“I think we are two of the most fortunate athletes in the sport,” said Greg. “Yes, we have both come fourth in the Olympics, but put it in perspective. It’s not a bad result, and we still had an amazing experience for both of us.”
“That’s what we talk about,” said Laura. “The journey. Because at the end of the day, you may or may not get the result you wanted. But if you didn’t notice what happened every step of the way, all the way up to it, and experience everything you could all the way, then you’ve really missed out. When I was swimming [at Southern Methodist University] there were so many Olympians who were super-depressed after the Olympics. Even sometimes the people who had won, because they were expecting a certain amount of recognition and they didn’t get it. A diver I heard about was almost suicidal. Or people who didn’t perform, they didn’t remember the whole process. All the experiences they had, all the friends they made, none of that. And it’s like, ‘Really?’”
Minus an outright Olympic obsession, one might wonder what does drive Greg and Laura Bennett to train and perform at the pinnacle of short-course triathlon as they have for more than a decade.
“It’s all about experiences,” said Greg. “Going back to the ’04 Olympics, what I really remember is the eight weeks before. Laura put her own training aside and the two of us trained everything together. Every workout. It was the intensity and focus of that period that sticks in my mind forever. That, and the opening ceremony and all the activities leading up to the Games. The fourth place is irrelevant. My Olympic experience is that eight-week block and the experiences surrounding the race. We did it together. The journey is all of it. It really is.”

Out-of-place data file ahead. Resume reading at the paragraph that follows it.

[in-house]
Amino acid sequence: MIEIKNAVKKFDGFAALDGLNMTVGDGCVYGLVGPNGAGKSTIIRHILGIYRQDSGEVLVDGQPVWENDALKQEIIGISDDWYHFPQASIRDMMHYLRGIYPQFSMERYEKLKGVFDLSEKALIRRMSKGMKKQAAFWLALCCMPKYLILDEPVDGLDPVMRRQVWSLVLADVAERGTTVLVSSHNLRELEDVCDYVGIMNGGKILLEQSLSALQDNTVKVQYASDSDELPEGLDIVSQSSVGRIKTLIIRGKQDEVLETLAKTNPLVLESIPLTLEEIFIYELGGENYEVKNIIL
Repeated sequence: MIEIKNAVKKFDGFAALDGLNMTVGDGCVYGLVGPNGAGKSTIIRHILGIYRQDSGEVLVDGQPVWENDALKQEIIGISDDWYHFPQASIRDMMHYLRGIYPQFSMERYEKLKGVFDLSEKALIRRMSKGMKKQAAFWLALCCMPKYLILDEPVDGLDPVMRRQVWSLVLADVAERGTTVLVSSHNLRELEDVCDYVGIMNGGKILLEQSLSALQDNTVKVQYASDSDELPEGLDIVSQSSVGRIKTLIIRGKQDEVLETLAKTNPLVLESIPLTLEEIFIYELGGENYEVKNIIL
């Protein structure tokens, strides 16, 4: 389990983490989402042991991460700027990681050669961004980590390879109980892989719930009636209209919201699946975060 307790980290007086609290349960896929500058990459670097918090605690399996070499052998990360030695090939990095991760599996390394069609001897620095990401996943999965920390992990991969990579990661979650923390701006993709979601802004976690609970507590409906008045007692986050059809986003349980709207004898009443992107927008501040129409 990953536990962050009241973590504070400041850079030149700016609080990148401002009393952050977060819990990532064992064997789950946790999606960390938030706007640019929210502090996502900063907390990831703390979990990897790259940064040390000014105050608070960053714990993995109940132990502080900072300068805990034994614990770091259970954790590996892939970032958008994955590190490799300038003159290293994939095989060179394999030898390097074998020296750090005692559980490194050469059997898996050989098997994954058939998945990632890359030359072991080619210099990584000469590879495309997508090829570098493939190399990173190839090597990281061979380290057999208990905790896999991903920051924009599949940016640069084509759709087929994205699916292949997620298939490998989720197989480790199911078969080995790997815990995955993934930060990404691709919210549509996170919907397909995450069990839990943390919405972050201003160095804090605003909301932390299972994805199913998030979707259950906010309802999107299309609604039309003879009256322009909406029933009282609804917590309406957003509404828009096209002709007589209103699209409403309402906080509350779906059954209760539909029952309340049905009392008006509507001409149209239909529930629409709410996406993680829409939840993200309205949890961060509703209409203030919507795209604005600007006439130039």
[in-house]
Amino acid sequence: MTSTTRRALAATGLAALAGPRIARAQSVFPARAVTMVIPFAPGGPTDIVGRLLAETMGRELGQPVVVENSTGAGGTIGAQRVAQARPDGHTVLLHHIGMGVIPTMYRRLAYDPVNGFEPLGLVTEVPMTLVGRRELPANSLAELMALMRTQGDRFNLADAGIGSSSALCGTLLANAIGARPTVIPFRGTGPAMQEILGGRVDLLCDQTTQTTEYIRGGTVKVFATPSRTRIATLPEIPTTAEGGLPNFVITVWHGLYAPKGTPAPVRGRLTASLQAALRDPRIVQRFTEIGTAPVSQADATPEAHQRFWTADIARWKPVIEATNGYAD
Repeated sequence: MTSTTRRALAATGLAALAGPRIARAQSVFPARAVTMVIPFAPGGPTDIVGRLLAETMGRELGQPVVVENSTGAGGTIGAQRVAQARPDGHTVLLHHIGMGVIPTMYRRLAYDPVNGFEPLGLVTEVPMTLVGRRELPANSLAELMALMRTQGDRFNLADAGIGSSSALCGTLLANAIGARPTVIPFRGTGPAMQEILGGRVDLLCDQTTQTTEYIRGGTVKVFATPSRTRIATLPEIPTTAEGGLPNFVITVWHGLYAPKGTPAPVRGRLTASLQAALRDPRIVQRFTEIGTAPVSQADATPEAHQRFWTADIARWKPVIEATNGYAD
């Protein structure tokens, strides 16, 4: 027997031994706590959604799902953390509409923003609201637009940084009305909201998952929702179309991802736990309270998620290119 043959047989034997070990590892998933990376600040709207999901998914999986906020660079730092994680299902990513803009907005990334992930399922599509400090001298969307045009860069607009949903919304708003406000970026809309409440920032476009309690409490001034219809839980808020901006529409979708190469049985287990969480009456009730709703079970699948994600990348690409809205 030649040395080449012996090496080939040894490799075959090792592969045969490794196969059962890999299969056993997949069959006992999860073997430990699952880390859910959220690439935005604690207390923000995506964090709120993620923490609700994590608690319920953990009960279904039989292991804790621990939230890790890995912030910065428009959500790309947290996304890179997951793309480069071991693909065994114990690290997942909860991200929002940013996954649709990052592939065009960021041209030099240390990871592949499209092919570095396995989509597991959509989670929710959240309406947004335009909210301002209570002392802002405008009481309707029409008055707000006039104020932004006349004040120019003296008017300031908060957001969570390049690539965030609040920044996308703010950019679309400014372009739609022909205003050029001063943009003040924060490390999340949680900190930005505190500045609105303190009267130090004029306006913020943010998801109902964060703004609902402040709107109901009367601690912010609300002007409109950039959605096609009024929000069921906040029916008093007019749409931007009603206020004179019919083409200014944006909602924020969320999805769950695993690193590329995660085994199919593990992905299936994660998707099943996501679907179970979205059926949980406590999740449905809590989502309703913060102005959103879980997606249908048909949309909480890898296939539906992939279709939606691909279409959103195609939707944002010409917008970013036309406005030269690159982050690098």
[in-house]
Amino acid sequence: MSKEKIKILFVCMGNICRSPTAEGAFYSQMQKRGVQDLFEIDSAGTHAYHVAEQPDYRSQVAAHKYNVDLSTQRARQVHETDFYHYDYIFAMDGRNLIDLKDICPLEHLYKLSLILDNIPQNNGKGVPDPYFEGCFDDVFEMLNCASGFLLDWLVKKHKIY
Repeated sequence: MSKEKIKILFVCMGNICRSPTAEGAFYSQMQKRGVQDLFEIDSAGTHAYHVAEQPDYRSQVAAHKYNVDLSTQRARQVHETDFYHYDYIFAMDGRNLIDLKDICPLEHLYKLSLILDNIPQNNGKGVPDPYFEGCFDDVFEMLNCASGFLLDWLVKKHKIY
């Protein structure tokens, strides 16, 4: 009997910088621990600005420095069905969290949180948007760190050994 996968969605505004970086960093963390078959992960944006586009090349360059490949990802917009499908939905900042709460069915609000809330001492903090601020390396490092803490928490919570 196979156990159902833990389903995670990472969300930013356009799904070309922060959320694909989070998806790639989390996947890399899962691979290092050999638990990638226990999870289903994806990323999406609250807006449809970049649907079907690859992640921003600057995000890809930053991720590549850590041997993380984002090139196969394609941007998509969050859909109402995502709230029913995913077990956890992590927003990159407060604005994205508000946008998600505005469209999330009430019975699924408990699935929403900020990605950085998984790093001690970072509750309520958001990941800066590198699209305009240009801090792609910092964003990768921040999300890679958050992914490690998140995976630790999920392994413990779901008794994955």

It’s a journey the Bennetts intend to make hand-in-hand if either of them winds up competing in London. Indeed, Greg’s impetus in gaining American citizenship was largely influenced by his desire to race on the same national team as his wife.
“It was always a case where both of our countries would let the other one into ‘camp,’ but they wouldn’t let either of us out. So if we both raced the same Games, we’d be split up the entire time,” explained Laura.
“It’s been that way since back when we were doing the World Series together, from 2000 to 2006,” said Greg. “We were always staying in different hotels. It was crazy. We both had great teams, but it was always challenging trying to juggle and see each other. And when you’re used to spending your time 24/7 with someone, well, it kind of sucked! That wasn’t what I wanted from the experience. I wanted to be with her and she wanted to be with me.”
Teamwork and togetherness are defining themes for this twosome, and nearly a dozen years into their relationship they show no signs of weakness in their united front.
“Sometimes they still are like teenagers in love,” said longtime friend, fellow pro and frequent houseguest Mathias Hecht. “They really are a perfect match. They both laugh a lot. Greg doesn’t work or function the same way without Laura, and the same the other way around. I have the greatest respect for what they’ve achieved in their careers, but I think they are also role models as human beings. Living together under the same roof with them showed me what an amazing team they are.”